Dota 2 – Preview



Title   Dota 2
Developer  Valve
Publisher  Valve
Platform  PC
Genre  MOBA
Release Date  TBA
Official Site  http://blog.dota2.com/

If you have a moment I’d like to pitch you an idea for a game: it’s an unofficial remake of a community mod for a ten-year old RTS, it has over one-hundred characters, each with different skills which you will have to memorise fully, at the start of each game your character’s progression is reset to zero, it has one map, its difficulty curve is very nearly a vertical line and every time you make the tiniest error, somewhere between one and nine people will hurl verbal and textual abuse at you – often in a foreign language – suggesting that you are a failure in life and should uninstall the game. So, what do you think?

The game I’ve just described is Dota 2, Valve’s foray into the MOBA (Multiplayer Online Battle Arena) genre – incidentally, I hate the name MOBA but the only other real option is DotA-Like, and that’s just as dumb – which is currently in an “invitational sort-of-beta, we’re not really sure exactly when it’ll be released but you can pay to play it now if you don’t want to wait for an invite, even though it’s going to be free-to-play in the end” state and yet has already managed to accumulate nearly quarter of a million concurrent players at peak times.

The basic concept is pretty simple: you have two teams of five Heroes (players) on a map with three lanes connecting their bases; along each lane are three towers, which are static defensive structures. The objective of each team is to push along these lanes to the opposing team’s base with the aid of waves of mindless AI-controlled units called “creeps”, destroying their towers on the way and finally destroying their Ancient (which is really just another building) to win the game. At the same time, they need to defend their own towers and prevent the enemy from reaching their Ancient. Games typically last 40-60 minutes, although getting steamrollered after 20 is a possibility if your team plays badly enough. The actual game is about a million times more complicated than that description makes it seem.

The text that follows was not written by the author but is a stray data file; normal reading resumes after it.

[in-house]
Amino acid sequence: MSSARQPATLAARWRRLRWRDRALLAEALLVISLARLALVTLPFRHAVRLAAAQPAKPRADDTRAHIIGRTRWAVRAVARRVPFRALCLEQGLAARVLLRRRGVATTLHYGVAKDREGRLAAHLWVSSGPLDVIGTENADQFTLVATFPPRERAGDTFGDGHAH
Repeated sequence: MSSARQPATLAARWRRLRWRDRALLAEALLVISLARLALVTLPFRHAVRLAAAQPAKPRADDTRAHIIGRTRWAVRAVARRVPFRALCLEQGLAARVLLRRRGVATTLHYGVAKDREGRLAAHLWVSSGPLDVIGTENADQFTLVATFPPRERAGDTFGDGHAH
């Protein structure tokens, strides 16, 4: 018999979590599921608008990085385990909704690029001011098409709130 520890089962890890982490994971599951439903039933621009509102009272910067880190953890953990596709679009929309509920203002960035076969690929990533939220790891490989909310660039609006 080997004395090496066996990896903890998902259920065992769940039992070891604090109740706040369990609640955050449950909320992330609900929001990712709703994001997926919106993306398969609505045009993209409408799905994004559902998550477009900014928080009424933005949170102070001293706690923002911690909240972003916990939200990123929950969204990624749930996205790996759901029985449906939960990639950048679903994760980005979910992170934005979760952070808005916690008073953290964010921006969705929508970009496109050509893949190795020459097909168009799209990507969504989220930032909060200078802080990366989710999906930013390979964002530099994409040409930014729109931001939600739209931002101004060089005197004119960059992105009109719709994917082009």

At the start of a game, you pick a Hero to play from a selection of nearly one-hundred (the exact number keeps growing as Valve adds more every few weeks), which are split into three main categories of Strength, Agility or Intelligence-based, and then further divided by their role such as Carry, Support, Pusher, and Nuker; as the match progresses you gain XP and Gold for killing enemies – both creeps and heroes – which are used to level up your hero and buy items respectively. Levelling up allows you to unlock and upgrade your hero’s abilities, of which most have three (plus a fourth “ultimate” ability) as well as their basic stats, and maintaining level parity with the other team is the absolute minimum required in order to avoid losing the game. Items vary from simple health potions through stat boosts, status effects, team buffs, life-steal, damage bonuses and more, and buying the right items will make huge differences to the efficacy of your hero as the battle progresses.